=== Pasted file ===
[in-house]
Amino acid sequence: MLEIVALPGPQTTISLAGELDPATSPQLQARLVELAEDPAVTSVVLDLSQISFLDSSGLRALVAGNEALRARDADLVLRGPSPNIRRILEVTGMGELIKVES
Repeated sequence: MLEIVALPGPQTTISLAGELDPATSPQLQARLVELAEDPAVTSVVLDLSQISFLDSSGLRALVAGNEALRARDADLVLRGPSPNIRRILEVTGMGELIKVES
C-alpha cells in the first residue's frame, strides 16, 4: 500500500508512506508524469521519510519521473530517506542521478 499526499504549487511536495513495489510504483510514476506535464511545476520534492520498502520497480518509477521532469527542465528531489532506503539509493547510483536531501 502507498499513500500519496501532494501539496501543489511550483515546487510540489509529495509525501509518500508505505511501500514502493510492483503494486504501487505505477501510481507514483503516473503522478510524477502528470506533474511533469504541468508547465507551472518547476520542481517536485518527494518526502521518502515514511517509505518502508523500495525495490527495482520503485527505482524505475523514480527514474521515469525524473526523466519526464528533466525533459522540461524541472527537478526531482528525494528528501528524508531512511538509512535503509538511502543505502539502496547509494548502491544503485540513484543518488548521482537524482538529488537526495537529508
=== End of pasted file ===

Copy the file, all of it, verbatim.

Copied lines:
[in-house]
Amino acid sequence: MLEIVALPGPQTTISLAGELDPATSPQLQARLVELAEDPAVTSVVLDLSQISFLDSSGLRALVAGNEALRARDADLVLRGPSPNIRRILEVTGMGELIKVES
Repeated sequence: MLEIVALPGPQTTISLAGELDPATSPQLQARLVELAEDPAVTSVVLDLSQISFLDSSGLRALVAGNEALRARDADLVLRGPSPNIRRILEVTGMGELIKVES
C-alpha cells in the first residue's frame, strides 16, 4: 500500500508512506508524469521519510519521473530517506542521478 499526499504549487511536495513495489510504483510514476506535464511545476520534492520498502520497480518509477521532469527542465528531489532506503539509493547510483536531501 502507498499513500500519496501532494501539496501543489511550483515546487510540489509529495509525501509518500508505505511501500514502493510492483503494486504501487505505477501510481507514483503516473503522478510524477502528470506533474511533469504541468508547465507551472518547476520542481517536485518527494518526502521518502515514511517509505518502508523500495525495490527495482520503485527505482524505475523514480527514474521515469525524473526523466519526464528533466525533459522540461524541472527537478526531482528525494528528501528524508531512511538509512535503509538511502543505502539502496547509494548502491544503485540513484543518488548521482537524482538529488537526495537529508